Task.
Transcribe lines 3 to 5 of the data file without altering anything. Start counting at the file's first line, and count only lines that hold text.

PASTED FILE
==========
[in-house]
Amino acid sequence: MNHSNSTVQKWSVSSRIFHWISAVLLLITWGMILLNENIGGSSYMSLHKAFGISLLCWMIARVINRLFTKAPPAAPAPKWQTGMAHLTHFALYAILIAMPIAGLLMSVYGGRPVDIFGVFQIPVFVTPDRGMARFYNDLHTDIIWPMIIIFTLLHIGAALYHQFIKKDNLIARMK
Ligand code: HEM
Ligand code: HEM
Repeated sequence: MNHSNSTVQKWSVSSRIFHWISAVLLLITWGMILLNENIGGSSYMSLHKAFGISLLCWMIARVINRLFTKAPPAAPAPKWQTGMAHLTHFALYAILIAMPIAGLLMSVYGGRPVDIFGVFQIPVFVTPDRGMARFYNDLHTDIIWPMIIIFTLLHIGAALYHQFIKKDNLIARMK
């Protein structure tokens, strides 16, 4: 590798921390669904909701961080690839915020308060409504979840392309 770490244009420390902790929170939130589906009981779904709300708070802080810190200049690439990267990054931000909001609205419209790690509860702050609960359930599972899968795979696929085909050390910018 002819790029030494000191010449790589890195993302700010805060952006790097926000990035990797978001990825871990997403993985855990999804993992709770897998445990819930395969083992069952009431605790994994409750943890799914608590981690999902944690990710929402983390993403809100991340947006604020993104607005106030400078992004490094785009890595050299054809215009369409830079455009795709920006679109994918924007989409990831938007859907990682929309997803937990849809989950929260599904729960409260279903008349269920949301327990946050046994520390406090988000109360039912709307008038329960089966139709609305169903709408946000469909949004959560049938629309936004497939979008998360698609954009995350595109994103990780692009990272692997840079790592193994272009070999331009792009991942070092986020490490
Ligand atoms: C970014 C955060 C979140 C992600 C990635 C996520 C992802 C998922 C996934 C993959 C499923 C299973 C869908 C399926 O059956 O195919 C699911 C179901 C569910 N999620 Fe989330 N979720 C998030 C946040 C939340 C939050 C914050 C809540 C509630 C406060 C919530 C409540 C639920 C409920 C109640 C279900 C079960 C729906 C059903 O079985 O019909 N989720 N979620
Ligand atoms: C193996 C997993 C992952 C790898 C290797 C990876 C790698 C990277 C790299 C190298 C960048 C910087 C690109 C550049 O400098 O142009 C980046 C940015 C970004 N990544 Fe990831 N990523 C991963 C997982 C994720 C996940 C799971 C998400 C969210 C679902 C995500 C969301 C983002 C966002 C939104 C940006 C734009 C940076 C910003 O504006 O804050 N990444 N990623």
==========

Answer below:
Ligand code: HEM
Ligand code: HEM
Repeated sequence: MNHSNSTVQKWSVSSRIFHWISAVLLLITWGMILLNENIGGSSYMSLHKAFGISLLCWMIARVINRLFTKAPPAAPAPKWQTGMAHLTHFALYAILIAMPIAGLLMSVYGGRPVDIFGVFQIPVFVTPDRGMARFYNDLHTDIIWPMIIIFTLLHIGAALYHQFIKKDNLIARMK